The simple yet sustainable way to explore the best tourist spots and hidden gems in Scotland

The simple yet sustainable way to explore the best tourist spots and hidden gems in Scotland

West Highland Line / credit: Scotrail

Here are just some ways to see the most stunning and interesting parts of the country via rail, bus, coach and ferry

When it comes to exploring Scotland, it's as much about the journey and admiring the stunning landscapes on your way to your destination. Many of us are looking for simple ways to make travelling more sustainable, and using public transport is an easy step to get started.

Scotland's public transport network is far-spread and cost-effective; you'll find that travelling to the main tourist spots is a piece of cake and, with a little careful planning, remote areas are readily accessible too.

By Rail

All aboard! With rail connections to each of Scotland's seven cities, the railway offers dozens of unforgettable journeys with great service and amazing views.

On the West Highland Line, known to millions as the railway that took Harry Potter to Hogwarts, stop off at Arisaig to take a walk along one of the Highlands' best beaches, then explore the charming Mallaig Bay at the end of the line. Or take one of Britain's most rural railways, the Far North Lines which connects Inverness with Thurso and Wick at the northern limits of the Highlands.

Alternatively, start your adventure in Glasgow and make your way along the south west coast, travelling past glorious golf courses, brilliant beaches, and the land that inspired Robert Burns. With the unlimited Spirit of Scotland Travelpass you can hop on and off at any stop. You can even include a little venture to the Isle of Arran on this trip. Or enjoy one of the other scenic routes around the south of the country: see the best of Ayrshire and Dumfries & Galloway along the Glasgow-Kilmarnock-Carlisle Line. The Borders' Railway will take you through the breath-taking landscapes of Edinburgh, Midlothian and the Scottish Borders, to discover its rich history and thrilling outdoor activities.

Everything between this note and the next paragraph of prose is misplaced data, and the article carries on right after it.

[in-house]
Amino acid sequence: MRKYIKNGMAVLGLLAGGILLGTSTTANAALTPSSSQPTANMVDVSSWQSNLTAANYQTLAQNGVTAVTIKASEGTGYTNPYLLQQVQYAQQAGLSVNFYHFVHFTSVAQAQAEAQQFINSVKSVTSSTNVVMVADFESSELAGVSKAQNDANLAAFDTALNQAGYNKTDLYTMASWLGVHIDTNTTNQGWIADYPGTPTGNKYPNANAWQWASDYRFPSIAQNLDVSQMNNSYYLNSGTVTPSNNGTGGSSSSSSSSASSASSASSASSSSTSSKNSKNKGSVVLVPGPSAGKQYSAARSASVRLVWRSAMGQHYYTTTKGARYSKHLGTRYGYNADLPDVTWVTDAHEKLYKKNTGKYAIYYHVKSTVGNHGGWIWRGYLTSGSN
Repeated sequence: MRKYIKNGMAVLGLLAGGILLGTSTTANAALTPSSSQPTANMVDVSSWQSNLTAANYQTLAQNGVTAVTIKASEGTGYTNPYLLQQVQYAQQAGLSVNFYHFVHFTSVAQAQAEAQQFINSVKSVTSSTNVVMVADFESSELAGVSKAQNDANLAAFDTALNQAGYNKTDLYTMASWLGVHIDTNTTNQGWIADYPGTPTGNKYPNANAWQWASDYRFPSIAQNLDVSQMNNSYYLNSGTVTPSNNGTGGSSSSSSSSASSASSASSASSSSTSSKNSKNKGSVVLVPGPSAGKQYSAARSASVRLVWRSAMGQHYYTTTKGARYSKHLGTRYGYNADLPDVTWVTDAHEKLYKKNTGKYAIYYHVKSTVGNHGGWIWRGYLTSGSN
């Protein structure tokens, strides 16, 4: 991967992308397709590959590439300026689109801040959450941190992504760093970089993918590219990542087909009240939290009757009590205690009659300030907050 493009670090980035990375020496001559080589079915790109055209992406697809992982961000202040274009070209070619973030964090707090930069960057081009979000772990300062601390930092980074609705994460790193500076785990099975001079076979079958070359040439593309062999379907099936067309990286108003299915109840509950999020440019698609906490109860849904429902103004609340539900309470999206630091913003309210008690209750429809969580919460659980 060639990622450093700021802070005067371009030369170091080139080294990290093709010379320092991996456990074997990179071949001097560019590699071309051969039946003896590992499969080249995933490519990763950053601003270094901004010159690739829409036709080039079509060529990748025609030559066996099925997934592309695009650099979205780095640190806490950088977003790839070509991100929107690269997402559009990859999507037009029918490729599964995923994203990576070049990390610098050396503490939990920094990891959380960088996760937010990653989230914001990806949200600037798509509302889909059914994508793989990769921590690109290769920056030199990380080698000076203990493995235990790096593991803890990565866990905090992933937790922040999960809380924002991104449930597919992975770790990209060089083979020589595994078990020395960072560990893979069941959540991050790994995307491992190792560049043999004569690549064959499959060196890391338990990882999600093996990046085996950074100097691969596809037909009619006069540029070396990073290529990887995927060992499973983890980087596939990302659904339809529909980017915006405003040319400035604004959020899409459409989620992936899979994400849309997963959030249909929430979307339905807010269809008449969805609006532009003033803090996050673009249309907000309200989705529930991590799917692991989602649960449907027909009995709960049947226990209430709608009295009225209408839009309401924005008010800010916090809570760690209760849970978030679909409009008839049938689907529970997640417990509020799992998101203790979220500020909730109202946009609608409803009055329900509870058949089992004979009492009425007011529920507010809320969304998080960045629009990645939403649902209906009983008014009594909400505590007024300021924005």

The simple yet sustainable way to explore the best tourist spots and hidden gems in Scotland

By Bus or Coach

Travelling by bus or coach is one of the best ways to see the country, visit places you didn't expect to and keep your travel costs down. All of Scotland's major towns and cities are served by short and long-distance bus services and there are even more ways to save if you plan ahead, book early or explore multi-journey tickets. You really are spoilt for choice when it comes to scenic routes across Scotland…

Why not try a stunning route from Glasgow, through Scotland's west coast and down through the Kintyre peninsula to Campbeltown, one of Scotland's five whisky regions? Or an epic route through the west coast and into the Highlands passing some of the most iconic sights in Scotland, including Loch Lomond, Glen Coe, Ben Nevis and the rugged landscapes of the Isle of Skye. Travel around the beautiful East Neuk of Fife including Leven, St Monans, Anstruther, Crail and St Andrews, to soak up the unique coastal views and pretty fishing villages.

The simple yet sustainable way to explore the best tourist spots and hidden gems in Scotland

By Ferry

Scotland has some of the most stunning and diverse island retreats in the world, with each group of islands having its own unique experiences, character and history.

Regular ferry connections run from the mainland to the islands on the west and north coasts of Scotland, and also between the islands themselves.

There are frequent services on the Firth of Clyde and to the Inner and Outer Hebrides, sailing to over 20 destinations. Mainland ports which serve the islands in the west include Oban and Kennacraig in Argyll, and Mallaig and Ullapool in the Highlands.

Book tickets in advance wherever possible, although you can normally buy foot passenger tickets on the day of travel. If planning on making multiple ferry journeys, you can consider purchasing an Island Hopscotch ticket, or opt for a great value Rail and Sail ticket.

There are nightly ferries from Aberdeen to Lerwick in Shetland, with stops en route on alternative days to Orkney's main port, Kirkwall. Once on the island, hop around Shetland's inter-island by ferries run in conjunction with the local council. There are also regular ferry services running from Scrabster in Caithness to Stromness on Orkney.

So there's no excuse to not get out there and see the whole of Scotland without the need for a car.

For more information and inspiration on getting around Scotland by public transport, visit

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